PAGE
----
This Month's Fiction
Love and War
Call Number: FIC JAK
Publication Date: 2000-06-01
From the first Union rout in Virginia to the last tragic moments of surrender, here is a gigantic five-year panorama of the Civil War. Hostilities divide the Hazards and the Mains, testing them with loyalties more powerful than family ties. While soldiers from both families clash on the battlefields of Bull Run, Fredericksburg and Antietam, in intrigue-ridden Washington and Richmond, strong-willed men and beautiful women defend their principles with their lives ... or satisfy illicit cravings with schemes that could destroy friends and enemies alike. This is the second volume in a trilogy. (See June 1861)
Young Adult Fiction
Girl in Blue
Call Number: YA RIN
Publication Date: 2001-04-01
Inspired by the war fever of 1861, and tired of her father's mistreatment, 15-year-old Sarah Wheelock determines to run away and join the Union forces to fight the Confederacy. The last straw comes when her father promises her hand in marriage to a man who is twice her age and has the manners of a bear. After she cuts her hair, changes clothes, and lowers her voice, Sarah has few problems passing as a boy: years of hard farm labor have toughened her physically, and she has a natural talent for impersonation. Soon, young Private "Neddy Compton" is on the road to Washington, DC, with the 2nd Michigan Infantry. Despite being a model enlisted "man," Sarah is unmasked, and is transferred into the Secret Service, part of Allan Pinkerton's network of spies. Her acting skills are tested in a new and dangerous disguise, as a servant to notorious Rose Greenhow and other Southern sympathizers who are being held under house arrest. Here, the young woman's patriotism, loyalty, and intelligence will be tested beyond anything she experienced as a soldier. Gr. 6-9.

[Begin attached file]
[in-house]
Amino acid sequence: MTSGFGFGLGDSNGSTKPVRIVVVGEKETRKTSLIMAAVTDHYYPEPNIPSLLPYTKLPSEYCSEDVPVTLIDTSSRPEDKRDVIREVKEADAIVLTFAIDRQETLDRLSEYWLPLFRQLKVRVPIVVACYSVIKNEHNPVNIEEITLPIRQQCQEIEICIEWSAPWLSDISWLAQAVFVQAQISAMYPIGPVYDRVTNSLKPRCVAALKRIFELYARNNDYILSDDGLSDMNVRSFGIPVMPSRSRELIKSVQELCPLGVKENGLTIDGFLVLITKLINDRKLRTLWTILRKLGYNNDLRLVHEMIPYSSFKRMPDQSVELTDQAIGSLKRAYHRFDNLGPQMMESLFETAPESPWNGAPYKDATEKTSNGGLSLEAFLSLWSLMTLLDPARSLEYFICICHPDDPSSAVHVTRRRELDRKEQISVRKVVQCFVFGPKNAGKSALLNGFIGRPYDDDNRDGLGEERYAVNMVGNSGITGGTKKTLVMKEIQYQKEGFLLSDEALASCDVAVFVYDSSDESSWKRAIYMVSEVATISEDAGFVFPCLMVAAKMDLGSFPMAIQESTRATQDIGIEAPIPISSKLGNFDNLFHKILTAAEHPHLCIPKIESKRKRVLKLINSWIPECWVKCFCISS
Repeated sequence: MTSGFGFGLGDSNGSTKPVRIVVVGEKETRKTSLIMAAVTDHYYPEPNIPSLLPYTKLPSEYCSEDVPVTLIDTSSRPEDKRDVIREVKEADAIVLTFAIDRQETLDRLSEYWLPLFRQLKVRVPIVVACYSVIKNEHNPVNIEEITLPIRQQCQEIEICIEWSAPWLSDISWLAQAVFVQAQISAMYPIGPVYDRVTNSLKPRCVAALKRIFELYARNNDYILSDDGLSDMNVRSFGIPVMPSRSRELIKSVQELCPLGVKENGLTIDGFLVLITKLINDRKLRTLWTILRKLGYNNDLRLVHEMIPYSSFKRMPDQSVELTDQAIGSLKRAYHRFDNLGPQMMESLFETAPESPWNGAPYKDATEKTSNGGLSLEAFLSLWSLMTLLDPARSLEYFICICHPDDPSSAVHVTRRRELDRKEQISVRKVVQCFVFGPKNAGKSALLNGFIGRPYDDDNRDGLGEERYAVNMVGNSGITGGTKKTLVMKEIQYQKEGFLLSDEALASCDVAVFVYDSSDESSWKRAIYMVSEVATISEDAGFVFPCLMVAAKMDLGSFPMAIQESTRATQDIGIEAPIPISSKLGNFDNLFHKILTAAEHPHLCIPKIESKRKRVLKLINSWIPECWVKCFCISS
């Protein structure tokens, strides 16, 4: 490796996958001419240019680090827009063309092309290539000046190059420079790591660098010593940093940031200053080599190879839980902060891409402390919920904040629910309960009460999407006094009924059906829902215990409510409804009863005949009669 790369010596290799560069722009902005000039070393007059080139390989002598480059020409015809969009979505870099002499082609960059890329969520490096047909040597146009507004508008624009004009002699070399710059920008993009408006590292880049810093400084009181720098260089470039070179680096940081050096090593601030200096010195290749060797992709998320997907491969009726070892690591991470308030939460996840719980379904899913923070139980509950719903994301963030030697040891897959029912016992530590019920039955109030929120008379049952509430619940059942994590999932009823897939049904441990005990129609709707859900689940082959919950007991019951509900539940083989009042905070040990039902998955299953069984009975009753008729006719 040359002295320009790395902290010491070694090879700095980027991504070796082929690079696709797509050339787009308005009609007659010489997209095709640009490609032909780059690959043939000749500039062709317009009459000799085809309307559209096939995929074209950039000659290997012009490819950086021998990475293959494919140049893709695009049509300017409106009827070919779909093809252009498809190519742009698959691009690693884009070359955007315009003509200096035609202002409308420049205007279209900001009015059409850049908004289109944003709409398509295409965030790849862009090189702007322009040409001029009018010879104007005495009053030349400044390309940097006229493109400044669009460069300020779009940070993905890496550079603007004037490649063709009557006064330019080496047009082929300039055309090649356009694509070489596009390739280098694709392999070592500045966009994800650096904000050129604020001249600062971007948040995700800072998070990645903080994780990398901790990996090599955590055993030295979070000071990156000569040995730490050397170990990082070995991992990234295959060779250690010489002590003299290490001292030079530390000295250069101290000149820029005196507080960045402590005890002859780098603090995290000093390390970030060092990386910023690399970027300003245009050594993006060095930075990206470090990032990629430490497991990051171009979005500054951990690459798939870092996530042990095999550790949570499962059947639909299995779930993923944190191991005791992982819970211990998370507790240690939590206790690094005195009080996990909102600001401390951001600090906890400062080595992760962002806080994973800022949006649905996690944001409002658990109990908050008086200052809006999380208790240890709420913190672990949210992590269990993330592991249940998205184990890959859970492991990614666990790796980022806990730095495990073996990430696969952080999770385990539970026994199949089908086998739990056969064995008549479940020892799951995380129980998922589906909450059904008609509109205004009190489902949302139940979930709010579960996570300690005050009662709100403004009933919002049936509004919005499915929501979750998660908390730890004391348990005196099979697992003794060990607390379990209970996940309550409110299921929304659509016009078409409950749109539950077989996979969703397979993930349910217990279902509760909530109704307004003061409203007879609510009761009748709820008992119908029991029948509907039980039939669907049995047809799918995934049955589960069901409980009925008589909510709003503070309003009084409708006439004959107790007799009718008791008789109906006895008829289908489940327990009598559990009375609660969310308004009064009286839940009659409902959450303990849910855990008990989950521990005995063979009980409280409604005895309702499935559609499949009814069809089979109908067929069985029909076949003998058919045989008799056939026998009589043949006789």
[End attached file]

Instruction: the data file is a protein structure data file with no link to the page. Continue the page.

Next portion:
Call Number: J PRY
Publication Date: 1999-06-23
For 11-year-old Joseph, 1861 brings unwelcome changes, both political and personal. His small town of Branson Mills, Kentucky, is divided on issues of slavery and secession. Having grown up in a slaveholding household, Joseph can't understand his new stepfather's abolitionist views. Then Joseph witnesses a slave auction, and is shocked by the slaves' inhumane treatment. And when he discovers two young runaway slaves in his barn, he must choose between the law and his heart. The story, from a youth's perspective, makes history more imaginable for a young audience. Simple prose, diverse characters, period details, and dramatic events will engage them in the emotions and lifestyles of "typical" towns and families in a time of unrest. Although issues are simplified for the target audience, Joseph is a likable, layered character who illustrates that things are not as simple as right or wrong--in friendships, family, and politics. Gr. 3-7.